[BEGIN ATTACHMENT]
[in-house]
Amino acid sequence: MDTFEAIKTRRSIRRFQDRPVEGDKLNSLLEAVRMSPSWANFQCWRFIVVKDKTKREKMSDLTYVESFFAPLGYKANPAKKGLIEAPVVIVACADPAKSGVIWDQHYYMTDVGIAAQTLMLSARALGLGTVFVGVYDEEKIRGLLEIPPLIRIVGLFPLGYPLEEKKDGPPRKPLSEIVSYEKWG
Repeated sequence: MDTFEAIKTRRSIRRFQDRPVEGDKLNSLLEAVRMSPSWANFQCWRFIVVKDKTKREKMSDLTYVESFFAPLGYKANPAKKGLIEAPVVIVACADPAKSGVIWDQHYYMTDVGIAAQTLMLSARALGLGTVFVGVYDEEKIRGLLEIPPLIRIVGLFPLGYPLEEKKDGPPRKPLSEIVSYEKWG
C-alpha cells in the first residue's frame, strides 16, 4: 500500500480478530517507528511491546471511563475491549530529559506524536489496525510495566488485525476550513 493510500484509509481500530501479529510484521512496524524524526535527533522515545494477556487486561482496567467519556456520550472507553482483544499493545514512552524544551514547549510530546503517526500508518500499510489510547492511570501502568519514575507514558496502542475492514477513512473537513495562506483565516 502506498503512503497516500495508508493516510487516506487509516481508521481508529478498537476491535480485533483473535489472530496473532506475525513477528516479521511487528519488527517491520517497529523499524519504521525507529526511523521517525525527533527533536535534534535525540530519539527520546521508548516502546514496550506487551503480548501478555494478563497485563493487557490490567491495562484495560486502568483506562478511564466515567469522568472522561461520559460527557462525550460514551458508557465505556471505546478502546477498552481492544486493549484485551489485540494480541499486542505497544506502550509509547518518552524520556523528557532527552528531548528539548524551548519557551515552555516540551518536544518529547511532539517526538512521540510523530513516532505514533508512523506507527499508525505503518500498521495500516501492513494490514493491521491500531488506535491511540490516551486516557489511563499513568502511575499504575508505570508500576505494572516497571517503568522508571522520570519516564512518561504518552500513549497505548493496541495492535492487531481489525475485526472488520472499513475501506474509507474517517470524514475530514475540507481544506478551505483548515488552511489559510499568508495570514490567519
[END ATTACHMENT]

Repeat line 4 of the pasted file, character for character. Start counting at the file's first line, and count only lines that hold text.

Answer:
C-alpha cells in the first residue's frame, strides 16, 4: 500500500480478530517507528511491546471511563475491549530529559506524536489496525510495566488485525476550513 493510500484509509481500530501479529510484521512496524524524526535527533522515545494477556487486561482496567467519556456520550472507553482483544499493545514512552524544551514547549510530546503517526500508518500499510489510547492511570501502568519514575507514558496502542475492514477513512473537513495562506483565516 502506498503512503497516500495508508493516510487516506487509516481508521481508529478498537476491535480485533483473535489472530496473532506475525513477528516479521511487528519488527517491520517497529523499524519504521525507529526511523521517525525527533527533536535534534535525540530519539527520546521508548516502546514496550506487551503480548501478555494478563497485563493487557490490567491495562484495560486502568483506562478511564466515567469522568472522561461520559460527557462525550460514551458508557465505556471505546478502546477498552481492544486493549484485551489485540494480541499486542505497544506502550509509547518518552524520556523528557532527552528531548528539548524551548519557551515552555516540551518536544518529547511532539517526538512521540510523530513516532505514533508512523506507527499508525505503518500498521495500516501492513494490514493491521491500531488506535491511540490516551486516557489511563499513568502511575499504575508505570508500576505494572516497571517503568522508571522520570519516564512518561504518552500513549497505548493496541495492535492487531481489525475485526472488520472499513475501506474509507474517517470524514475530514475540507481544506478551505483548515488552511489559510499568508495570514490567519